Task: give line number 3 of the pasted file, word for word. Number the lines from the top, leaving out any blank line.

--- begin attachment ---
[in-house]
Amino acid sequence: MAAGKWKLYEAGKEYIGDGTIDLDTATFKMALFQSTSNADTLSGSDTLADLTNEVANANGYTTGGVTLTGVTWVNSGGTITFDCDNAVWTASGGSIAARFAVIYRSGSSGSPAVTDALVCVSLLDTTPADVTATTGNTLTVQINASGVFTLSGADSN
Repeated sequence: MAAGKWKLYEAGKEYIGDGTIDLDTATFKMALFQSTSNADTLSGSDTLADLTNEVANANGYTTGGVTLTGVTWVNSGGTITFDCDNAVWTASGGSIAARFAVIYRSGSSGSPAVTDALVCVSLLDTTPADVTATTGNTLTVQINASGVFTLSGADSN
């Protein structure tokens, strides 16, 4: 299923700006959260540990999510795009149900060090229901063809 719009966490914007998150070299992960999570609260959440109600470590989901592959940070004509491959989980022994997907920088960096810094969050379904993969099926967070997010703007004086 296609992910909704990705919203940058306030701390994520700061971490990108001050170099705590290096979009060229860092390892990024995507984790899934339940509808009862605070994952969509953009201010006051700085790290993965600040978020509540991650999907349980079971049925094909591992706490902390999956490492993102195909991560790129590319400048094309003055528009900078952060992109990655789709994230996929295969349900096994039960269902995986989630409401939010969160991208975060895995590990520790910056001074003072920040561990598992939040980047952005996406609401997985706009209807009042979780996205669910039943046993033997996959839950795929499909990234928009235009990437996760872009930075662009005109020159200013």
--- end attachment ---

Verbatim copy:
Repeated sequence: MAAGKWKLYEAGKEYIGDGTIDLDTATFKMALFQSTSNADTLSGSDTLADLTNEVANANGYTTGGVTLTGVTWVNSGGTITFDCDNAVWTASGGSIAARFAVIYRSGSSGSPAVTDALVCVSLLDTTPADVTATTGNTLTVQINASGVFTLSGADSN